Many retails businesses that handle internet orders have huge warehouses with miles of warehouse shelving systems. To pick and dispatch items, some companies employ armies of workers, whilst others rely on machines.
Clothing and sports accessories company Sports Direct employs an army of workers to pick internet-ordered items off it warehouse shelves. The founder of Sports Direct, Mike Ashley, claims that the company does not make a profit from many of its orders, although the company is highly profitable and features in the FTSE 250 Index.
Retail warehouses face a difficult choice. To set up a warehouse with an automatic picking system costs several million pounds, whereas a warehouse fitted with pallet racking and using humans to pick items is much cheaper to set up. Which is more profitable, though?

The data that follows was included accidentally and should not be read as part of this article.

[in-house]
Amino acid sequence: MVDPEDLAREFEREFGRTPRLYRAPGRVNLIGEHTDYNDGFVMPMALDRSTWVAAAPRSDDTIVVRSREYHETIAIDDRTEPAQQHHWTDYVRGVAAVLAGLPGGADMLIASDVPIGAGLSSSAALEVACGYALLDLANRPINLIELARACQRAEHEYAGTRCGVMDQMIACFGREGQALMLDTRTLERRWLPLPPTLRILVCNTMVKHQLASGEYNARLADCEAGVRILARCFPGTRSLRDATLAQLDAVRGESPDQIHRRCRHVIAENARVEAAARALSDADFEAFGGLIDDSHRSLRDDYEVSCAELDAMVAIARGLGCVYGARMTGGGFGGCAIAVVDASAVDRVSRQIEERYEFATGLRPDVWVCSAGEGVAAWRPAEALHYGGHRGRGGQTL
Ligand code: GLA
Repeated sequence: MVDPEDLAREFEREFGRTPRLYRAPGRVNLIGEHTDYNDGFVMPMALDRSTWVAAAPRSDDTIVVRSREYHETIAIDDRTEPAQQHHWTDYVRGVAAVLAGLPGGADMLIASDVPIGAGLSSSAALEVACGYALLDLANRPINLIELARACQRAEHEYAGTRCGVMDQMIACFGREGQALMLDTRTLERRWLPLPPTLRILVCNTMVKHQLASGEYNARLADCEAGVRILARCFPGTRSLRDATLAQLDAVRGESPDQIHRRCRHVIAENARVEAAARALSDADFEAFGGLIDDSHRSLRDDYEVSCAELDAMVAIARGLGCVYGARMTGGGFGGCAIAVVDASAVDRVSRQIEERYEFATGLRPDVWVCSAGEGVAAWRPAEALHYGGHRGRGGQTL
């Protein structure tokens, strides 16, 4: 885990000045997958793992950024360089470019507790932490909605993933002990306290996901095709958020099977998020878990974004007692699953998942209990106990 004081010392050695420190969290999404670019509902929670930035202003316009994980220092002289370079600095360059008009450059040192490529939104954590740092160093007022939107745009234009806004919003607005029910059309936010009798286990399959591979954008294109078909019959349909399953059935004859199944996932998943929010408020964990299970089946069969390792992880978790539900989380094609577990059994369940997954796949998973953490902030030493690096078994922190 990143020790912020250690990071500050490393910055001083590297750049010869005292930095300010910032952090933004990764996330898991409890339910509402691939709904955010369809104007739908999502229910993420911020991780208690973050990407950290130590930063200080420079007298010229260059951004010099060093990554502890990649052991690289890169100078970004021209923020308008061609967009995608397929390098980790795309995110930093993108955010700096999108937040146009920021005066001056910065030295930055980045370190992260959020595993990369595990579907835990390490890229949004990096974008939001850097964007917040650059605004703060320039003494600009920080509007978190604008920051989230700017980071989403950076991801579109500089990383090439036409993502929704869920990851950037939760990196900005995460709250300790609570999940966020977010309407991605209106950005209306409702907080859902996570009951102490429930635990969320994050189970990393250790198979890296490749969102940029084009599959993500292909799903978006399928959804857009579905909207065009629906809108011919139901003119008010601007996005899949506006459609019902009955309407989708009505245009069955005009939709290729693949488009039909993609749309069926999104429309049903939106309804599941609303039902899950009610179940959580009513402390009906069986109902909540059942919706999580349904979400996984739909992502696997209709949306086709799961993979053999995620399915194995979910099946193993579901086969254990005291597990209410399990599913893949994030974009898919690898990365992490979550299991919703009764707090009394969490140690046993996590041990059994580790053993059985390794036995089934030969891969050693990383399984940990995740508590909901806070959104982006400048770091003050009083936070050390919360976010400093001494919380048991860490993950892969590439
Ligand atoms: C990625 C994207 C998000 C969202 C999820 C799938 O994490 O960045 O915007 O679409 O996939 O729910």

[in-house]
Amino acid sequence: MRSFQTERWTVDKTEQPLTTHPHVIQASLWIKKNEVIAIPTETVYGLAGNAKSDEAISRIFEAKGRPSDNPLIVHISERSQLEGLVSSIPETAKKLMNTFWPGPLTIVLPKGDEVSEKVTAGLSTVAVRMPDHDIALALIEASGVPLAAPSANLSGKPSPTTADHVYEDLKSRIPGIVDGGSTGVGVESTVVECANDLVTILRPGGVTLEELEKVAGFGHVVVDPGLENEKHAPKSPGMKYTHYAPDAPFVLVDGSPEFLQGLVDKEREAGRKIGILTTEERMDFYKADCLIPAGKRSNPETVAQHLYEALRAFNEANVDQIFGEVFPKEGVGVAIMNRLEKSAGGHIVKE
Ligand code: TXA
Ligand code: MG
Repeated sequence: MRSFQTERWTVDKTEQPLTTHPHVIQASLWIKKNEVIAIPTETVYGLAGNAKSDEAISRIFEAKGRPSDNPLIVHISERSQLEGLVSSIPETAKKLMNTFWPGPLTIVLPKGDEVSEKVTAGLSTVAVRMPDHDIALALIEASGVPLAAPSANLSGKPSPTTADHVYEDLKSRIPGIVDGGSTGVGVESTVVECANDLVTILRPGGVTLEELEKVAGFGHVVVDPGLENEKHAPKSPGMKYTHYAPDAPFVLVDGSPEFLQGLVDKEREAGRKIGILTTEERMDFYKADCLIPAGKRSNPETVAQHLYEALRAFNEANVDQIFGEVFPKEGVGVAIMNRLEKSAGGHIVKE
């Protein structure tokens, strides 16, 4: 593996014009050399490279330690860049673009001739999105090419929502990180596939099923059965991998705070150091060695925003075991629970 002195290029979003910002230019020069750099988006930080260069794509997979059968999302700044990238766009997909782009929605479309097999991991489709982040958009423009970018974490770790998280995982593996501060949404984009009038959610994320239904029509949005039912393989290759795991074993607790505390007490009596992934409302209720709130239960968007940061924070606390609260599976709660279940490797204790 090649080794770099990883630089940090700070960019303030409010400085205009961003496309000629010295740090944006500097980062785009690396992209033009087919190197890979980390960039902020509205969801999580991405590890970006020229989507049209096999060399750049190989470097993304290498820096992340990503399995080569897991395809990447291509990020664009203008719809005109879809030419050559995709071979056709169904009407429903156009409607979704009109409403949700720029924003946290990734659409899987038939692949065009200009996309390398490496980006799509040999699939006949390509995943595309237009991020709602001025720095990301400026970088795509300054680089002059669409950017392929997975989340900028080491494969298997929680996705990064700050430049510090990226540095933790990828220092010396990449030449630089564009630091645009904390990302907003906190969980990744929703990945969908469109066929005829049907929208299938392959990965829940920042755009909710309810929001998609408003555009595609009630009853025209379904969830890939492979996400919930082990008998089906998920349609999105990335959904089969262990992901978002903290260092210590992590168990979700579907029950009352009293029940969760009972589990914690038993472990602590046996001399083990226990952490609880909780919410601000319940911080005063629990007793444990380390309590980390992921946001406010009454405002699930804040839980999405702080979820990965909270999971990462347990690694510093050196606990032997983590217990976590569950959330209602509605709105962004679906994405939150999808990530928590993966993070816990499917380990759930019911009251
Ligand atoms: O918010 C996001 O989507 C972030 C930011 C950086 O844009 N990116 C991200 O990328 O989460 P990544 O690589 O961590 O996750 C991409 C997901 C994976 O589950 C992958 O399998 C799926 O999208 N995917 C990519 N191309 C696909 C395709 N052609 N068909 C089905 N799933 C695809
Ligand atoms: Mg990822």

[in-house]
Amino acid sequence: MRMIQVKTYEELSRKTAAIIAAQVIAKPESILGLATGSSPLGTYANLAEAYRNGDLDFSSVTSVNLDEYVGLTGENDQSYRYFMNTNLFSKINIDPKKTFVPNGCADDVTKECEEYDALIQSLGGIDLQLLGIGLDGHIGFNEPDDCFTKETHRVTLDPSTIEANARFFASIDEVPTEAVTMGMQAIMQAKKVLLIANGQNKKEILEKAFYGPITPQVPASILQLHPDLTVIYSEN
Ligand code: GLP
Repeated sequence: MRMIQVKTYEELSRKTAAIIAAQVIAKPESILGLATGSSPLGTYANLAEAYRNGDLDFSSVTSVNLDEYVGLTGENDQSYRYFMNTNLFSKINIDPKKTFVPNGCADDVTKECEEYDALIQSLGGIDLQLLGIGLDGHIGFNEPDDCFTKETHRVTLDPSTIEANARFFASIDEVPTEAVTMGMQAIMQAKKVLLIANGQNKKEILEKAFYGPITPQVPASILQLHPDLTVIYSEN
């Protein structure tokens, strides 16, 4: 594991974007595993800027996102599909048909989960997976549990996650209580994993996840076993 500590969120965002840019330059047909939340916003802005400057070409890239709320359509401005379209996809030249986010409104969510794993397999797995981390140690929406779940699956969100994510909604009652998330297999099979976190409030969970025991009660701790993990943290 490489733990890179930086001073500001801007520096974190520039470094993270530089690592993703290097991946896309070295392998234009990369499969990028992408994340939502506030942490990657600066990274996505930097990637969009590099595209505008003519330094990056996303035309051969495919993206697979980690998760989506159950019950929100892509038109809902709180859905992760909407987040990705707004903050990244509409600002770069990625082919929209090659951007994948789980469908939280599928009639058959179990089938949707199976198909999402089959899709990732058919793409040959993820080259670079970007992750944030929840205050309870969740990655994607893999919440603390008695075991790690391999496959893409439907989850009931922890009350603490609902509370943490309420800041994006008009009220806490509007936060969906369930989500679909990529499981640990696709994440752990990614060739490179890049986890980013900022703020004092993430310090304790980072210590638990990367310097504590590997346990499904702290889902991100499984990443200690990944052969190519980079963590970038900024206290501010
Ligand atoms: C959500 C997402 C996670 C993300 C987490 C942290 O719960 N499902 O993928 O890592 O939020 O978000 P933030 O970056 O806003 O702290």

Amazon and John Lewis are two companies that have gone the automatic system route, investing heavily in new warehouses with automatic systems and fewer workers. John Lewis has spent £250m on an automated warehouse and employs about half the number of staff when compared to Sports Direct’s workforce. Tesco, on the other hand, continues to use its existing warehouses and relies mainly on human workers.
Sports Direct is considering a more hybrid approach by investing in semi-automation, retaining many workers but introducing some automated systems.
With major retailers taking different approaches to automation. it is not clear which is the more profitable way to organise a retail warehouse, but there are certainly examples of both humans and robots forming effective solutions for major retailers.